Asteroid that passes nearby could hit Earth in the future, NASA says

There is a 1 in 2,700 chance the Bennu asteroid could hit Earth by 2182.

ByTeddy Grant ABCNews logo
Wednesday, September 20, 2023
NASA says asteroid Bennu could hit earth by 2182
NASA says that asteroid Bennu could crash into planet earth in September 2182.

NEW YORK -- An asteroid NASA's been tracking for nearly 25 years could impact Earth in the future, a new report reveals.

First discovered in 1999, Bennu, the near-Earth asteroid, could possibly drift into the planet's orbit and could hit the planet by September 2182, according to the OSIRIS-REx science team.

Bennu passes near Earth every six years and has had three close encounters with Earth in 1999, 2005, and 2011, experts said in the ScienceDirect study.

There is a 1 in 2,700, or 0.037% chance that Bennu could hit Earth by 2182, scientists said.

In October 2020, the OSIRIS-REx -- an acronym for Origins, Spectral Interpretation, Resource Identification and Security-Regolith Explorer -- briefly touched the surface of Bennu, collected a sample and then propelled off the asteroid.

The first asteroid sample collected in space from OSIRIS-REx lands on Earth on Sunday -- crashing down in Utah.

Astrophysicist Hakeem Oluyesi told ABC News that OSIRIS-REx will change what people know about the origins of our solar system.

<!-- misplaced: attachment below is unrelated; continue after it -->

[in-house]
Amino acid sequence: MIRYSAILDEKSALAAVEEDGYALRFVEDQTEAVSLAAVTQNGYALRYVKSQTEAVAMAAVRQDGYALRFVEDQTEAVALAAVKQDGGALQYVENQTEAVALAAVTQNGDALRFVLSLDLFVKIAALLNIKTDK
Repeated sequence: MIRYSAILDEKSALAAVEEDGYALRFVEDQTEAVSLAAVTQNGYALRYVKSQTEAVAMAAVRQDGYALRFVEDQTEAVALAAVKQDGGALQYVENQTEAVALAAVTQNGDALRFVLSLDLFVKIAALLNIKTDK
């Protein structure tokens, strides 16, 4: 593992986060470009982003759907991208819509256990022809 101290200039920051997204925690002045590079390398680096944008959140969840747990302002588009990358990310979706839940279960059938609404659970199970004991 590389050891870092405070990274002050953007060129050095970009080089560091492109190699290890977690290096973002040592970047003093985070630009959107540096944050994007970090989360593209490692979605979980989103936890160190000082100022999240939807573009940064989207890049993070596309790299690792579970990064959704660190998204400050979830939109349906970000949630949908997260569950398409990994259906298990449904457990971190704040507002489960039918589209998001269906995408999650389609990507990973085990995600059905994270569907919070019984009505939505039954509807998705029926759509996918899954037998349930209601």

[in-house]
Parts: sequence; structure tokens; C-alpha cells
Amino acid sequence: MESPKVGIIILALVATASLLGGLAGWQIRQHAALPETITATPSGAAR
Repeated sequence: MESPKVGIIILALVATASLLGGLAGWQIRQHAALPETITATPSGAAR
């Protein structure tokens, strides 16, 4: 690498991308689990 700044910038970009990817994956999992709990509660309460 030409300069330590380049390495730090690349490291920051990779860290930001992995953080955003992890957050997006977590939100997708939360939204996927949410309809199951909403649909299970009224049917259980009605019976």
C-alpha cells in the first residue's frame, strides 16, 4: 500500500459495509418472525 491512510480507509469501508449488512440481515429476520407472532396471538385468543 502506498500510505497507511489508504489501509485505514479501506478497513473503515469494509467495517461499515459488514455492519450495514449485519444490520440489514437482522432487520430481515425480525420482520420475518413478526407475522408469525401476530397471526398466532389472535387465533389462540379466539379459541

"This is pure untainted material revealing early solar system secrets. A longshot discovery would be finding biological molecules or even precursor molecules for life."

It was the first mission of its kind for NASA.

If Bennu would hit Earth, it would release 1,200 megatons of energy, which is 24 times the energy of the most manmade nuclear weapon, according to IFLScience.

The asteroid that killed the dinosaurs was as powerful as 10 billion atomic bombs, scientists revealed in 2019. Experts found evidence in massive chunks of rocks that the asteroid was strong enough to trigger wildfires, tsunamis and blast so much dust into the atmosphere that it blocked out the sun.

ABC News' Catherine Thorbecke and Gina Sunseri contributed to this report.

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